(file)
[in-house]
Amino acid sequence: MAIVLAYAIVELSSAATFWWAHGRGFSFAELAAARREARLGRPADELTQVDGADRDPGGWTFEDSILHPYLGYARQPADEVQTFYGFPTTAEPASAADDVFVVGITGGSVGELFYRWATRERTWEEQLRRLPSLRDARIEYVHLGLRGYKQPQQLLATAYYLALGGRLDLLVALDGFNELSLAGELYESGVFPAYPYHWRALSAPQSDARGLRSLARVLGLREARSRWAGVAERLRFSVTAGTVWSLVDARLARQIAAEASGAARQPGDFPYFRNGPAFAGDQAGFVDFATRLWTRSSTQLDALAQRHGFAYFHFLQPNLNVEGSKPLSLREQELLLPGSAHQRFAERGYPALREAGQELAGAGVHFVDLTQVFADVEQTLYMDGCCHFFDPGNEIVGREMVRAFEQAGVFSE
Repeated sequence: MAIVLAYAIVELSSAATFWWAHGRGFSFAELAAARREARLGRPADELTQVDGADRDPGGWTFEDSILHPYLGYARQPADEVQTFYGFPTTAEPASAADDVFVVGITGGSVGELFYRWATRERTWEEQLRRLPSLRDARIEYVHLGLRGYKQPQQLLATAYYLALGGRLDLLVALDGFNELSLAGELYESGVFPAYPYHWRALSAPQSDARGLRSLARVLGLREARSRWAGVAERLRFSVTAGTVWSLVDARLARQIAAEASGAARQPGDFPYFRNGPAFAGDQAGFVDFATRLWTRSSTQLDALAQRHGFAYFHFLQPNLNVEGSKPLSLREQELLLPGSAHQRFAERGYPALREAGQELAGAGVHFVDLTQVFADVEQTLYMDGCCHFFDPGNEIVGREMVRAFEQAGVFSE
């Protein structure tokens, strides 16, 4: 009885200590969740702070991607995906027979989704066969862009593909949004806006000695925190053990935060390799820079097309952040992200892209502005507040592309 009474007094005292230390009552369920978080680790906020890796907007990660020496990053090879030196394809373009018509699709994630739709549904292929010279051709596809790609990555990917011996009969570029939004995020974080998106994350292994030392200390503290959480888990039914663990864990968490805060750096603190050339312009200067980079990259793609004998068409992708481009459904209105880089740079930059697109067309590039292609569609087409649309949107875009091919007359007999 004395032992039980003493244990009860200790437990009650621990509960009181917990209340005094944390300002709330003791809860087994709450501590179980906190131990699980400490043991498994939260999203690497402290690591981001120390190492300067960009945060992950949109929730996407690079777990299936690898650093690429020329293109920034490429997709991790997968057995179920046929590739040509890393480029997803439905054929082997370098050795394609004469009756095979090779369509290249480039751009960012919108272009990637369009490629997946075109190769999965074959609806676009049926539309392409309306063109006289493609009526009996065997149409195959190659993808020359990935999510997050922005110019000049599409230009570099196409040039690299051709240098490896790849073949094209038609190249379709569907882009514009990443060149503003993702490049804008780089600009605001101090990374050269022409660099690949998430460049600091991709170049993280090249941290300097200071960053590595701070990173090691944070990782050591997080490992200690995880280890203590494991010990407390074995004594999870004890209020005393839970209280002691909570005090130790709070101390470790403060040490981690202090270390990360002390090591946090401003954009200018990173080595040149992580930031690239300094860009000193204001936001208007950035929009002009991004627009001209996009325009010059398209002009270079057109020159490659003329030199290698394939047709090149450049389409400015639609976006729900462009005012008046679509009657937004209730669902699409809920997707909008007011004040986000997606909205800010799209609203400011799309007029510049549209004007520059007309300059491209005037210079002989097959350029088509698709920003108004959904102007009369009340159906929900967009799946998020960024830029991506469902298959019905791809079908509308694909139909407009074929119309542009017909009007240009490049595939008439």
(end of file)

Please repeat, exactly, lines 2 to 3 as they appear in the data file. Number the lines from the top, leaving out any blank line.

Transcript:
Amino acid sequence: MAIVLAYAIVELSSAATFWWAHGRGFSFAELAAARREARLGRPADELTQVDGADRDPGGWTFEDSILHPYLGYARQPADEVQTFYGFPTTAEPASAADDVFVVGITGGSVGELFYRWATRERTWEEQLRRLPSLRDARIEYVHLGLRGYKQPQQLLATAYYLALGGRLDLLVALDGFNELSLAGELYESGVFPAYPYHWRALSAPQSDARGLRSLARVLGLREARSRWAGVAERLRFSVTAGTVWSLVDARLARQIAAEASGAARQPGDFPYFRNGPAFAGDQAGFVDFATRLWTRSSTQLDALAQRHGFAYFHFLQPNLNVEGSKPLSLREQELLLPGSAHQRFAERGYPALREAGQELAGAGVHFVDLTQVFADVEQTLYMDGCCHFFDPGNEIVGREMVRAFEQAGVFSE
Repeated sequence: MAIVLAYAIVELSSAATFWWAHGRGFSFAELAAARREARLGRPADELTQVDGADRDPGGWTFEDSILHPYLGYARQPADEVQTFYGFPTTAEPASAADDVFVVGITGGSVGELFYRWATRERTWEEQLRRLPSLRDARIEYVHLGLRGYKQPQQLLATAYYLALGGRLDLLVALDGFNELSLAGELYESGVFPAYPYHWRALSAPQSDARGLRSLARVLGLREARSRWAGVAERLRFSVTAGTVWSLVDARLARQIAAEASGAARQPGDFPYFRNGPAFAGDQAGFVDFATRLWTRSSTQLDALAQRHGFAYFHFLQPNLNVEGSKPLSLREQELLLPGSAHQRFAERGYPALREAGQELAGAGVHFVDLTQVFADVEQTLYMDGCCHFFDPGNEIVGREMVRAFEQAGVFSE